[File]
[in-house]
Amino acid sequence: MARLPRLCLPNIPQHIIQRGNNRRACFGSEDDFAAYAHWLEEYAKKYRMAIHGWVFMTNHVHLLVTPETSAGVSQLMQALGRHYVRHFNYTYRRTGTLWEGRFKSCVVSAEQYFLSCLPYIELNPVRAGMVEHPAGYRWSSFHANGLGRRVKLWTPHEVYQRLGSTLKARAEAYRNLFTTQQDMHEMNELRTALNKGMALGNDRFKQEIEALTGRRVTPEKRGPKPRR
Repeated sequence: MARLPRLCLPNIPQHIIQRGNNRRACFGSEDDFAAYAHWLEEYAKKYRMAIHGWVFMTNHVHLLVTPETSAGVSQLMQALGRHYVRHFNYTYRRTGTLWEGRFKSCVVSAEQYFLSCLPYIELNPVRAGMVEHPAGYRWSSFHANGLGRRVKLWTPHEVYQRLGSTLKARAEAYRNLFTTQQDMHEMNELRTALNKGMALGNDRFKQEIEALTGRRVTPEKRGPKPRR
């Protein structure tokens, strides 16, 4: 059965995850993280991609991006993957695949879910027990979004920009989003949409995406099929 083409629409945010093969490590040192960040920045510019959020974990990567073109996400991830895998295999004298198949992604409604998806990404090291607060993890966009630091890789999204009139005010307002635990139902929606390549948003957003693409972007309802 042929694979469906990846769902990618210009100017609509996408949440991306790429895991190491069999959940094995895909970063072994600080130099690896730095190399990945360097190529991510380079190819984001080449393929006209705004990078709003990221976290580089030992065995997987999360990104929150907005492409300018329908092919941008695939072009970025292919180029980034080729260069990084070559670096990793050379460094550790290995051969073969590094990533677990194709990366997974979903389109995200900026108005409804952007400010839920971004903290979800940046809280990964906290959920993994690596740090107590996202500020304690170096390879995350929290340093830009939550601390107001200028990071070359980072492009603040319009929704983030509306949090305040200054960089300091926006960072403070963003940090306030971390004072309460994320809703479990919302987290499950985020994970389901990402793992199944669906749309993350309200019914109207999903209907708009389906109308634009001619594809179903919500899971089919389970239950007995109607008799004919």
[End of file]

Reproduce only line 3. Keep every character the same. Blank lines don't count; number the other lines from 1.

Repeated sequence: MARLPRLCLPNIPQHIIQRGNNRRACFGSEDDFAAYAHWLEEYAKKYRMAIHGWVFMTNHVHLLVTPETSAGVSQLMQALGRHYVRHFNYTYRRTGTLWEGRFKSCVVSAEQYFLSCLPYIELNPVRAGMVEHPAGYRWSSFHANGLGRRVKLWTPHEVYQRLGSTLKARAEAYRNLFTTQQDMHEMNELRTALNKGMALGNDRFKQEIEALTGRRVTPEKRGPKPRR